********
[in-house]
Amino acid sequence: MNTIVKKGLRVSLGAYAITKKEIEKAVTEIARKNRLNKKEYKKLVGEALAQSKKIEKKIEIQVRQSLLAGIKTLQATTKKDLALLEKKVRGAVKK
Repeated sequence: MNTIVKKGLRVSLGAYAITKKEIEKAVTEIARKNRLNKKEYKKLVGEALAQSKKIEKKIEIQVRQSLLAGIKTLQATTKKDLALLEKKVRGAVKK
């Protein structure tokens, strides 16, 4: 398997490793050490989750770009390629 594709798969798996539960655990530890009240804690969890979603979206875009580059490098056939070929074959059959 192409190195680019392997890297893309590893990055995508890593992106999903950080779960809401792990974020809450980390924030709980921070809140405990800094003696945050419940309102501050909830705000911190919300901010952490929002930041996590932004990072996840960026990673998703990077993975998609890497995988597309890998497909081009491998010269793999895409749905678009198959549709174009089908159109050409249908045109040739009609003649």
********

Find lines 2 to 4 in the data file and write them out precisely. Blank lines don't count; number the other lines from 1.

Amino acid sequence: MNTIVKKGLRVSLGAYAITKKEIEKAVTEIARKNRLNKKEYKKLVGEALAQSKKIEKKIEIQVRQSLLAGIKTLQATTKKDLALLEKKVRGAVKK
Repeated sequence: MNTIVKKGLRVSLGAYAITKKEIEKAVTEIARKNRLNKKEYKKLVGEALAQSKKIEKKIEIQVRQSLLAGIKTLQATTKKDLALLEKKVRGAVKK
């Protein structure tokens, strides 16, 4: 398997490793050490989750770009390629 594709798969798996539960655990530890009240804690969890979603979206875009580059490098056939070929074959059959 192409190195680019392997890297893309590893990055995508890593992106999903950080779960809401792990974020809450980390924030709980921070809140405990800094003696945050419940309102501050909830705000911190919300901010952490929002930041996590932004990072996840960026990673998703990077993975998609890497995988597309890998497909081009491998010269793999895409749905678009198959549709174009089908159109050409249908045109040739009609003649």